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and the other of white paper. The white circle, when held in a bright light, will appear much larger than the black one. For the same reason it is often noticed that the crescent moon seems to be a part of a larger circle than the rest of the moon. As we have already said, the moon appears larger on the horizon than when high up in the sky. By an examination of the cut, it is easily seen that it is 4,000 miles nearer when on the zenith than when at the horizon. Besides these general variations in size, the moon varies in apparent size to different observers. Much amusement may be had in a large party or class by a comparison of its apparent magnitude. The estimates will differ from a small saucer to a wash-tub.
LIBRATIONS (librans, swinging).-While the moou presents the same hemisphere to us, there are three causes which enable us to see about 576 out of the 1,000 parts of its entire surface. (1.) The axis of the moon is inclined a little to its orbit, as also its orbit is inclined to the earth's orbit; so when its north pole leans alternately toward and from the earth, we see sometimes past its north, and sometimes past its south pole. This is called libration in latitude. (2.) The moon's rotation on its axis is always performed in the same time, while its movement along its orbit is variable; hence it happens that we occasionally see a little further around each limb (outer edge) than at other times. This is called libration in longitude. (3.) The size of the earth is so much greater than that of the moon, that an observer, by the rotation of the earth, or by going north or south, can see further around the limbs.
LIGHT AND HEAT.-If the whole sky were covered with full moons, they would scarcely make daylight, since the brilliancy of the moon does not exceed gooboo that of the sun. That portion of the moon's surface which is directly exposed to the sun is believed to be highly heated, possibly to the degree of boiling water, yet its rays impart very little, if any, heat to us. (See page 10.) This is perhaps caused by the fact that our dense atmosphere absorbs all the heat, which in the higher regions produces the effect of scattering the clouds. It is a well-known fact that the nights are oftenest clear at full moon. (Herschel.)
CENTRE OF GRAVITY.—It is thought that the centre of gravity of the moon is not exactly at its centre of magnitude, but nearly thirty-three miles beyond, and that the lighter half is toward us. If that be so, this side is equivalent to a mountain of that enormous height. We can easily see that if water and air exist upon the moon, they cannot remain on this hemisphere, but must be confined to the side which is forever hidden from our view.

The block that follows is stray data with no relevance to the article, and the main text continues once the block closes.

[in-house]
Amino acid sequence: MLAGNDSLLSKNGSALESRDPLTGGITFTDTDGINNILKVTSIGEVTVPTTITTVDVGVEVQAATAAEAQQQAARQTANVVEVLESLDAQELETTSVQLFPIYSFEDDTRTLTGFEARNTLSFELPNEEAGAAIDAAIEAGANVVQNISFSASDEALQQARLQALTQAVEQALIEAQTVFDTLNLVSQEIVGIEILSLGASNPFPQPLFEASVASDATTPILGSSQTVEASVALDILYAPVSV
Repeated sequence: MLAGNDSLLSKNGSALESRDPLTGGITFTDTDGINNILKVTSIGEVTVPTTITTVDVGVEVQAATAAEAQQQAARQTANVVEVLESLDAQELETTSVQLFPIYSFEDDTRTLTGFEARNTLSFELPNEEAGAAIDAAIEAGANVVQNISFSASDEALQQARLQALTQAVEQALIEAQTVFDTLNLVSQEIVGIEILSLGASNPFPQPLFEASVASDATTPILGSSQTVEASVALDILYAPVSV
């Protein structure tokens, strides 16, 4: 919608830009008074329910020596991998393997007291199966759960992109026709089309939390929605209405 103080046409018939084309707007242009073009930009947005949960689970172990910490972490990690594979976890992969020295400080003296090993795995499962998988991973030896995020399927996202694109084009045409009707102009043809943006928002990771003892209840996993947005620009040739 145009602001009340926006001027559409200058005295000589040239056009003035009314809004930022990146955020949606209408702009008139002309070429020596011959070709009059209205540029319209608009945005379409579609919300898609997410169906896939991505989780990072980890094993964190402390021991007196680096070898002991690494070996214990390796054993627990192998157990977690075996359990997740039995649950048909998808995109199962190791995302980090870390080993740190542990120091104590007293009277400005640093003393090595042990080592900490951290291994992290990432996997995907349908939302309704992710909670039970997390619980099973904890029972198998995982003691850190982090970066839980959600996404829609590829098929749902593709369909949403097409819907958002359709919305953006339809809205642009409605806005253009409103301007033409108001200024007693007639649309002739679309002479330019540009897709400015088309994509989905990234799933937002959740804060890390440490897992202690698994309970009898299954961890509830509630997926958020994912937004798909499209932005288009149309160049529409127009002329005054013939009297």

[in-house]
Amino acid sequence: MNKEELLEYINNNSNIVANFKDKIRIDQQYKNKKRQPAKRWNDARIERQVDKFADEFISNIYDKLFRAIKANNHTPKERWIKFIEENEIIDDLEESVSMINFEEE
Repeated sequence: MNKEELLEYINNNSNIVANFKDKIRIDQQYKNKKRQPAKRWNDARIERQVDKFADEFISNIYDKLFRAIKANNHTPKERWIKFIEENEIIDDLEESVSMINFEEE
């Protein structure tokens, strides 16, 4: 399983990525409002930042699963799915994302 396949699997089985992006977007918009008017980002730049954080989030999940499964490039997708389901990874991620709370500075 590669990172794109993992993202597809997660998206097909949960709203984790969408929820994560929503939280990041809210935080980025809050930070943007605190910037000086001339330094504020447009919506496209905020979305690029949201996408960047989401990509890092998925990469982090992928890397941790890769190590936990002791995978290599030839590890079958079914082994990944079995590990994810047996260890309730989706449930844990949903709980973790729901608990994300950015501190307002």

ATMOSPHERE OF THE MOON.—The existence of an atmosphere upon our satellite is at present an open question. If there be any, it must be extremely rarefied, perhaps as much so as that which is found in the vacuum obtained in the receiver of our best air-pumps.
APPEARANCE OF THE EARTH TO LUNARIANS.—If there be any lunar inhabitants on the side toward us, the earth must present to them all the phases which their world exhibits to us, only in a reverse order. When we have a new moon, they have a full earth, a bright full-orbed
Fig. 42. moon fourteen times as large as ours. The lunar inhabitants upon the side opposite to us of course never see our earth, unless they take a journey to the regions from whence it is visible, to behold this wonderful spectacle. Those living near the limbs of the disk might, however, on account of the librations, get occasional glimpses of it near their horizon.
THE EARTH-SHINE.—For a few days before and after new moon, we may distinguish the outline of the unillumined portion of the moon. In England, it is popularly known as “the old moon in the new moon's arms.” This reflection of the earth's rays must serve to keep the lunar nights quite light, even in new earth.
PHASES OF THE MOON.—The phases of the moon show conclusively that it is a dark body, which shines only by reflecting the light it receives from
Le light bodu
the sun. Let as compare its various appearances with the positions indicated in the figure.
We see it (1) as a delicate crescent in the west just after sunset, as it first emerges from the sun's
rays at conjunction. It soon sets below the horizon. Half of its surface is illumined, but only a slender edge with its horns turned from the sun is visible to us. Each night the crescent broadens, the moon recedes about 13° further from the sun, and sets correspondingly later, until at quadrature half of the enlightened hemisphere is turned toward us, and the moon is said to be in her first quarter. Continuing her eastern progress round the earth, the moon (2) becomes gibbous* in form, and, about the fifteenth day from new moon, reaches the point in the heavens directly opposite to that which the sun occupies. She is then in opposition, the whole of the illumined side is turned toward us, and we have a full moon. She is on the meridian at midnight, and so rises in the east as the sun sets in the west, and vice versa.
The moon (3) passing on in her orbit from opposition, presents phases reversed from those of the second quarter. The proportion of the illumined side visible to us gradually decreases; she becomes gibbous again ; rises nearly an hour later each evening, and in the morning lingers high in the western sky after sunrise. She now comes into quadrature, and is in her third quarter.
From the third quarter the moon (4) turns her enlightened side from us and decreases to the crescent form again; as, however, the bright hemisphore
* Gibbous means less than a half and more than a quarter circle.